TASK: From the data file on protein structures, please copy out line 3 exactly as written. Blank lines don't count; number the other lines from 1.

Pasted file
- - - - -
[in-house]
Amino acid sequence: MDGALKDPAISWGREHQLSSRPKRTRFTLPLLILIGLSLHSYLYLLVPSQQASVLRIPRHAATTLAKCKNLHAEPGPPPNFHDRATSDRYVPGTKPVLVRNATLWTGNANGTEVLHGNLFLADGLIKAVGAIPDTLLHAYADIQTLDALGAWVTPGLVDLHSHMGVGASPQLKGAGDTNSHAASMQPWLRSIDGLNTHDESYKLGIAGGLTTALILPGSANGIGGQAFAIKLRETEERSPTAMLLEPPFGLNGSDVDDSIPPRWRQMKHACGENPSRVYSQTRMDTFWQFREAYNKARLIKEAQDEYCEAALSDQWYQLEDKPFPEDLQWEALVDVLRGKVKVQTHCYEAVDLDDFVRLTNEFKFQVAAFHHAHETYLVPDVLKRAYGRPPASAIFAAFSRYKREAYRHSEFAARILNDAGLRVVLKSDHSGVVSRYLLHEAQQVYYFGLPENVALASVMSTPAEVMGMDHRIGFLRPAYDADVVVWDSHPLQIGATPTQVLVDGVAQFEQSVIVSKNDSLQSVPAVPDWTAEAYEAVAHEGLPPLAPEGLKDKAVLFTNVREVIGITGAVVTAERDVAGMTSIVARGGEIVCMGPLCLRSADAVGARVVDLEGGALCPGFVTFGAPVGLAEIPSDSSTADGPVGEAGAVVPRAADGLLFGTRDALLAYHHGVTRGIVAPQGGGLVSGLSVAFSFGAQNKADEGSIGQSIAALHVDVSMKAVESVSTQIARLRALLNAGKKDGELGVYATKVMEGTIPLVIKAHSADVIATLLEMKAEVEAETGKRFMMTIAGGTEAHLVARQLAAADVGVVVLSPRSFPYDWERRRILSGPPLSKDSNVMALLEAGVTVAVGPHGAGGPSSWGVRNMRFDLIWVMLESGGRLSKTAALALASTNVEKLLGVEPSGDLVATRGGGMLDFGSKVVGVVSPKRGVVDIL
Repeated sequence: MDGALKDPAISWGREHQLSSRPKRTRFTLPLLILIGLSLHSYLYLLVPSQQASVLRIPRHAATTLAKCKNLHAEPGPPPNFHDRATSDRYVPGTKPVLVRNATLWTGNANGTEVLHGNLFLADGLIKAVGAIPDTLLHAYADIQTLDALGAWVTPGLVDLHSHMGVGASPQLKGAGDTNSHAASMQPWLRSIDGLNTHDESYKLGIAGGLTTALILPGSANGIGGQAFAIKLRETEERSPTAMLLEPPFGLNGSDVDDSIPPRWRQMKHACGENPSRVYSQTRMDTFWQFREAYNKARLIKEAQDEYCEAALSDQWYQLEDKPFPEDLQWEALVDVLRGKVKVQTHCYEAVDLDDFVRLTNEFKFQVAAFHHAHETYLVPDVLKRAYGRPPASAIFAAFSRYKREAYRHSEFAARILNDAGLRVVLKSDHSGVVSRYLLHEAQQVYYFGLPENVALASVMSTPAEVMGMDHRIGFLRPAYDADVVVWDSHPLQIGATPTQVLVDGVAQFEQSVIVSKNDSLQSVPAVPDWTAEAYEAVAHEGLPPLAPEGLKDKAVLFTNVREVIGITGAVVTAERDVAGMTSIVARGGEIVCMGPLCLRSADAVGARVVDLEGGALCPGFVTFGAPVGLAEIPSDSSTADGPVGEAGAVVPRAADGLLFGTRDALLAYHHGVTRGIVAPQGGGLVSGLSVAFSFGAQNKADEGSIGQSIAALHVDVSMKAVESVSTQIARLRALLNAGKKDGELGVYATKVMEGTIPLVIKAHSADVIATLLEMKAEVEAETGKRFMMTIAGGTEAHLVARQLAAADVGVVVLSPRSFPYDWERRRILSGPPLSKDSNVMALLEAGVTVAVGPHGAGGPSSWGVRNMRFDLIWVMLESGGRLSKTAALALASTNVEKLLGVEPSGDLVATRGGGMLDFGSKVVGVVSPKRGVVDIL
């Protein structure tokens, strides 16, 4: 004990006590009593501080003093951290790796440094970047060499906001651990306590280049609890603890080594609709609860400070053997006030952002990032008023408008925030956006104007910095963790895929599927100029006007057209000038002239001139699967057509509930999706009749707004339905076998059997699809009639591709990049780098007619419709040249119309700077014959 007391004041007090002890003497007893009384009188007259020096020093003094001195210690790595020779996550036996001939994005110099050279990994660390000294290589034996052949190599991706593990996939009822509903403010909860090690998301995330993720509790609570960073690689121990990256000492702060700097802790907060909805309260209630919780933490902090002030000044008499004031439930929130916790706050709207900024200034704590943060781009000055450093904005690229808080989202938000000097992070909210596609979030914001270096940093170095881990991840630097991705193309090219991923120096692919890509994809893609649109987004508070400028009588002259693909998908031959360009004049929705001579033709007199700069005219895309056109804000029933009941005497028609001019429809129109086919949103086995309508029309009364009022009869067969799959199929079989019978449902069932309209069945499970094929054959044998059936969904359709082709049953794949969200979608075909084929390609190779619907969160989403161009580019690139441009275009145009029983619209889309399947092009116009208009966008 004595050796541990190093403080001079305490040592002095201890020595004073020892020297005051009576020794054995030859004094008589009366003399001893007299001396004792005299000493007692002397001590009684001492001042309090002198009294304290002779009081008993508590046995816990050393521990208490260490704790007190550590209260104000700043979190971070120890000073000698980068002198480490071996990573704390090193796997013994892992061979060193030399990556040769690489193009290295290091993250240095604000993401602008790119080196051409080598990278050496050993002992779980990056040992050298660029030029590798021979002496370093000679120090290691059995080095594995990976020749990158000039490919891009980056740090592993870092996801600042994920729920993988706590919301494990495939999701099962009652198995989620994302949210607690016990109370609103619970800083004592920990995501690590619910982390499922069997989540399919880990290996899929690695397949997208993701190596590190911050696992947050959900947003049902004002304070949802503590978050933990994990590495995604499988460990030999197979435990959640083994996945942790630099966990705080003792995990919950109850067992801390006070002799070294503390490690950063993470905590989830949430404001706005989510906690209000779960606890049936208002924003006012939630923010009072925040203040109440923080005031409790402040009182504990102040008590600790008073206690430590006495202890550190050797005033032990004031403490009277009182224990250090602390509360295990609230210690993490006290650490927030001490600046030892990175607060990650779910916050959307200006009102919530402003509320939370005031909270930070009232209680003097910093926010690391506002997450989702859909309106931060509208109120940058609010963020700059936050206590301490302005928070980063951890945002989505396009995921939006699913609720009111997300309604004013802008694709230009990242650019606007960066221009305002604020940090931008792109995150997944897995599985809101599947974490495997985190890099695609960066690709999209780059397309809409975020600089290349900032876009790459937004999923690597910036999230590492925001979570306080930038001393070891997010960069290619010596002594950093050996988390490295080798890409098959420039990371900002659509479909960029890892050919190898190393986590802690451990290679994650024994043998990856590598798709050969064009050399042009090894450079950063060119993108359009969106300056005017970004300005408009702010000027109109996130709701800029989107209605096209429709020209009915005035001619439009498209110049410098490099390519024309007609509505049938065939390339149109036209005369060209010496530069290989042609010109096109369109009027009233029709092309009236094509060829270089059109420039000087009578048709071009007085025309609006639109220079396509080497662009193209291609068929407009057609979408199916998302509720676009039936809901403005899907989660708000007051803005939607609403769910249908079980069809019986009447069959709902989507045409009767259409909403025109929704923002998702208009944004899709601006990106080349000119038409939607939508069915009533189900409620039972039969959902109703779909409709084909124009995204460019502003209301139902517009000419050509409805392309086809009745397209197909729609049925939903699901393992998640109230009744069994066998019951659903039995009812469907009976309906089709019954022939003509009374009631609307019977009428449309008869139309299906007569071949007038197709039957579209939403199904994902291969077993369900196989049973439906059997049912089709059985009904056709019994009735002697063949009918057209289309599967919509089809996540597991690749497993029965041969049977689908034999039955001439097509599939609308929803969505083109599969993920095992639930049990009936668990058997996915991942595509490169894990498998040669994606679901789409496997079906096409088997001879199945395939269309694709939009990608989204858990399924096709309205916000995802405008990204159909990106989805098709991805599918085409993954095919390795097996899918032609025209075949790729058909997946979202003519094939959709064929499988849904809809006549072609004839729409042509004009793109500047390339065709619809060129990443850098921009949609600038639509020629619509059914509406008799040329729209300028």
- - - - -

Repeated sequence: MDGALKDPAISWGREHQLSSRPKRTRFTLPLLILIGLSLHSYLYLLVPSQQASVLRIPRHAATTLAKCKNLHAEPGPPPNFHDRATSDRYVPGTKPVLVRNATLWTGNANGTEVLHGNLFLADGLIKAVGAIPDTLLHAYADIQTLDALGAWVTPGLVDLHSHMGVGASPQLKGAGDTNSHAASMQPWLRSIDGLNTHDESYKLGIAGGLTTALILPGSANGIGGQAFAIKLRETEERSPTAMLLEPPFGLNGSDVDDSIPPRWRQMKHACGENPSRVYSQTRMDTFWQFREAYNKARLIKEAQDEYCEAALSDQWYQLEDKPFPEDLQWEALVDVLRGKVKVQTHCYEAVDLDDFVRLTNEFKFQVAAFHHAHETYLVPDVLKRAYGRPPASAIFAAFSRYKREAYRHSEFAARILNDAGLRVVLKSDHSGVVSRYLLHEAQQVYYFGLPENVALASVMSTPAEVMGMDHRIGFLRPAYDADVVVWDSHPLQIGATPTQVLVDGVAQFEQSVIVSKNDSLQSVPAVPDWTAEAYEAVAHEGLPPLAPEGLKDKAVLFTNVREVIGITGAVVTAERDVAGMTSIVARGGEIVCMGPLCLRSADAVGARVVDLEGGALCPGFVTFGAPVGLAEIPSDSSTADGPVGEAGAVVPRAADGLLFGTRDALLAYHHGVTRGIVAPQGGGLVSGLSVAFSFGAQNKADEGSIGQSIAALHVDVSMKAVESVSTQIARLRALLNAGKKDGELGVYATKVMEGTIPLVIKAHSADVIATLLEMKAEVEAETGKRFMMTIAGGTEAHLVARQLAAADVGVVVLSPRSFPYDWERRRILSGPPLSKDSNVMALLEAGVTVAVGPHGAGGPSSWGVRNMRFDLIWVMLESGGRLSKTAALALASTNVEKLLGVEPSGDLVATRGGGMLDFGSKVVGVVSPKRGVVDIL